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Wrigley Field historical sleuthing: The very first day the bleachers were fully open

This is an excellent snapshot in time.

Here we see quite an unusual photo. The Wrigley Field bleachers are full — including the portion that was blocked off in 1952 for a hitters’ background — but the center field scoreboard is unfinished, still under construction, apparently (you can see the right side incomplete).

The bleachers were built in 1937 — during the season. As I wrote here in 2013, construction sometimes continued during games, with one report that a construction worker was hit by a home-run ball.

Still incomplete, the bleachers opened to fans September 5, 1937, so this has to be after that, but before October 1, when the center field scoreboard was first put into full use.

The matchups visible on the board in left field are:


The Cubs played a pair of games against Brooklyn at Wrigley Field September 19 and 20. The clue that clinches this one is that a final score is listed on the Philadelphia/Pittsburgh line, with another game in progress. That doubleheader was played Sunday, September 19.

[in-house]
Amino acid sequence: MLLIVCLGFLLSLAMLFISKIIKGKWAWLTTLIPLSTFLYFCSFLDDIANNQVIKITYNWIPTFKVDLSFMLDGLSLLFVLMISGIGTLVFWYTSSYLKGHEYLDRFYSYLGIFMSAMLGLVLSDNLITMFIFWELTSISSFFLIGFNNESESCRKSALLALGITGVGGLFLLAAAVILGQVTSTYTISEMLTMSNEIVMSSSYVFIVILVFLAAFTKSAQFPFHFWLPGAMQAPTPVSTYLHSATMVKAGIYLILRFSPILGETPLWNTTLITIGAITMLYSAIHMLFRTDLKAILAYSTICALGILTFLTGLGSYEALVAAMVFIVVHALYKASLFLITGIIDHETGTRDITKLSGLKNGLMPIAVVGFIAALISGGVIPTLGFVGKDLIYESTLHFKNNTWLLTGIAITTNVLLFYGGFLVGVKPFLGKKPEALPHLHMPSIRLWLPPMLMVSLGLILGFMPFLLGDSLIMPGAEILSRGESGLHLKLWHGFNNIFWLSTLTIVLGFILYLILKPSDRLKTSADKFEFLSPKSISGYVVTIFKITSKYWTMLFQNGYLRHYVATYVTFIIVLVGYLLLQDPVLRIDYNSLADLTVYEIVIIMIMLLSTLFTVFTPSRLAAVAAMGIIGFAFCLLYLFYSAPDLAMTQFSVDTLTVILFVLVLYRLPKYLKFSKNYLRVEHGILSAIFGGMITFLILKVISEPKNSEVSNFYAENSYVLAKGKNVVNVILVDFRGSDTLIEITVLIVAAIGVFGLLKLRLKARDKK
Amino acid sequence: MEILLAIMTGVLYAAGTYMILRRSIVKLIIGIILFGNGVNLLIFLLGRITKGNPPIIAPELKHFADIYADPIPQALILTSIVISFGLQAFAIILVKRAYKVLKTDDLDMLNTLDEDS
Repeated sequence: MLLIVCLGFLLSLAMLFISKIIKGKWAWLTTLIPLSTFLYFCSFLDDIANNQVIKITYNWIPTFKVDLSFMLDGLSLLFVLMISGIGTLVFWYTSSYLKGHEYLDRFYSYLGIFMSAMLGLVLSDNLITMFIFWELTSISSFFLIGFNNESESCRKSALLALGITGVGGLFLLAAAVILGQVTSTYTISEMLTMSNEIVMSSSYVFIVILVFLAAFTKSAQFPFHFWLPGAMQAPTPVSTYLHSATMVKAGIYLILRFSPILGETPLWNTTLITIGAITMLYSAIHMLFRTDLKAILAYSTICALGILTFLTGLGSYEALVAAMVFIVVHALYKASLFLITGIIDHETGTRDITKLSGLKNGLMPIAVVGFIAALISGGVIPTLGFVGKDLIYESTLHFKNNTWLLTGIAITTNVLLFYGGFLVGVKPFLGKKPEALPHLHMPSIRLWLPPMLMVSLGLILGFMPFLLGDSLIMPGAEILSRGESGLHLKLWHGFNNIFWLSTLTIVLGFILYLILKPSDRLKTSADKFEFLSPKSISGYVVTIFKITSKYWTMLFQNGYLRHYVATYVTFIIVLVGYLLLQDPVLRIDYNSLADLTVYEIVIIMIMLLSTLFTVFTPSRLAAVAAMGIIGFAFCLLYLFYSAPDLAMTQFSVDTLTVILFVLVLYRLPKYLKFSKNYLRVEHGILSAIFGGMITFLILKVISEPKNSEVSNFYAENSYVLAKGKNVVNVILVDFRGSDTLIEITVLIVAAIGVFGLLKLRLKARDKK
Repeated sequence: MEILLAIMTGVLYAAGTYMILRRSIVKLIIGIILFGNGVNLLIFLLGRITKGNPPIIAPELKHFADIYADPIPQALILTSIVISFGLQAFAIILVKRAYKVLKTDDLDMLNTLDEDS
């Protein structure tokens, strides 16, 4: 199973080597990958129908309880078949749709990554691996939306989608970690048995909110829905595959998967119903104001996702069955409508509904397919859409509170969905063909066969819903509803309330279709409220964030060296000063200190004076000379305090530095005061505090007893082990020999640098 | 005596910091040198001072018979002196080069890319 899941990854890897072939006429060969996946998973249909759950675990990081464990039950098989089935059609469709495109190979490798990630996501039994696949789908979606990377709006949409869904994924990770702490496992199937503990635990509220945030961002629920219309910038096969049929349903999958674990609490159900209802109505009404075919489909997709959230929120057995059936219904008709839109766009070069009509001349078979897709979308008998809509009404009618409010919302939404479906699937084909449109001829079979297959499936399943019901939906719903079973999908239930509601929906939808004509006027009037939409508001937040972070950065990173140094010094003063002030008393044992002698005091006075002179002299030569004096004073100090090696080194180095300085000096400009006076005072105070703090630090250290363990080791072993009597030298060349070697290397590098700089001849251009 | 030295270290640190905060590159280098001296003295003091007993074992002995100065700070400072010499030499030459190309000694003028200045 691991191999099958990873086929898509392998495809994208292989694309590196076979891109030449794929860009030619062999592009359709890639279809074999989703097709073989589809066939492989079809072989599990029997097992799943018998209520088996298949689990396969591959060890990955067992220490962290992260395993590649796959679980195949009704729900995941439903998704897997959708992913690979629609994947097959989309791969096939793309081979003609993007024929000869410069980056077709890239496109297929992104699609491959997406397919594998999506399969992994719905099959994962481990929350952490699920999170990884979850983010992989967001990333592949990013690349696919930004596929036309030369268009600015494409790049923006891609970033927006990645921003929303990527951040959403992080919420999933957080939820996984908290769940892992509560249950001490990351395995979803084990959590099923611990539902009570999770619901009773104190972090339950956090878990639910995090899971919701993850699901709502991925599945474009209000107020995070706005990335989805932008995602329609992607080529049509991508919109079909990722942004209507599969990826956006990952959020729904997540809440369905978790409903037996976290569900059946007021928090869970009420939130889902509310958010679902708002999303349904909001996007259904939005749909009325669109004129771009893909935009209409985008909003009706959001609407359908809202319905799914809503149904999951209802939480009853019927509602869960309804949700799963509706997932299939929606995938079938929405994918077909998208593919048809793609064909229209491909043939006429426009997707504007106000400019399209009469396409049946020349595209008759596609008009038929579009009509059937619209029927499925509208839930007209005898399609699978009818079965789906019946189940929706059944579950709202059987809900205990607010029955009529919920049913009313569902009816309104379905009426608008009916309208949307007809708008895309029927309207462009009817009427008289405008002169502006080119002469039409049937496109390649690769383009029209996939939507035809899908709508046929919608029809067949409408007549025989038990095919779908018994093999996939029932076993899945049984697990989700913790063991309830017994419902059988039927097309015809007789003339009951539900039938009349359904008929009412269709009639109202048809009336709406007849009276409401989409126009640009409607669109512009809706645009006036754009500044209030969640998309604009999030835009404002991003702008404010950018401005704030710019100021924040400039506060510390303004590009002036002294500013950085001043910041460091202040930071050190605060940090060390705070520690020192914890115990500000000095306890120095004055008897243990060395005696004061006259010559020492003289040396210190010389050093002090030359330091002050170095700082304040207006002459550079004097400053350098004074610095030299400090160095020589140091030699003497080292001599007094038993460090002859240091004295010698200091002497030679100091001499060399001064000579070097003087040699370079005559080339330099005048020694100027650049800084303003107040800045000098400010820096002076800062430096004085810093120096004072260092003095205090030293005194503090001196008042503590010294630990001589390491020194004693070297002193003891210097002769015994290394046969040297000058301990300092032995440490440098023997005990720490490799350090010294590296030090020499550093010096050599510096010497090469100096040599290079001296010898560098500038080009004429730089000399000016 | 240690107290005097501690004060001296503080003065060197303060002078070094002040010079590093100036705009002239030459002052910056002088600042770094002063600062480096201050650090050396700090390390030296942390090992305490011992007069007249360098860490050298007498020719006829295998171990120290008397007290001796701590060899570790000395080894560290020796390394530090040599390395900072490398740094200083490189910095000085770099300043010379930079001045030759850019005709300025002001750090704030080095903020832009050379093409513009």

So what we’re looking at is the Cubs taking the field for the top of the seventh inning that afternoon — the score for the bottom of the sixth is just being posted. The two visible players are left fielder Phil Cavarretta and center fielder Joe Marty. The Cubs won the game 2-1, the third of what would become a five-game winning streak. The photo was almost certainly taken for the specific purpose of showing the bleachers fully open for the first time. They appear full, or nearly so; total attendance that day was 18,324.

Most of the buildings seen in the photo still stand today, more than 80 years later. Take away the board in left field, put two video boards, full ivy and a complete CF scoreboard in and you’ve got the view as it would be today.

The Cubs were in contention at the time. The win helped them keep pace with the Giants, 2½ games behind. They eventually finished 93-61, three games out of first place. You know, the Cubs could have had a real dynasty in the 1920s and 1930s. They won four pennants in the 10 seasons from 1929-38, but they finished within five games of first place four other times from 1928-37: 1928, 1930, 1936 and 1937. Famously, after the Cubs blew a five-game lead they held at the end of August 1930 and finished second, William Wrigley fired manager Joe McCarthy, who would go on to win eight pennants and seven World Series with the Yankees. It was a colossal mistake. The Cubs didn’t have a manager as good as McCarthy until Joe Maddon.

Anyway, this photo is an interesting bit of Wrigley history that I had not seen before.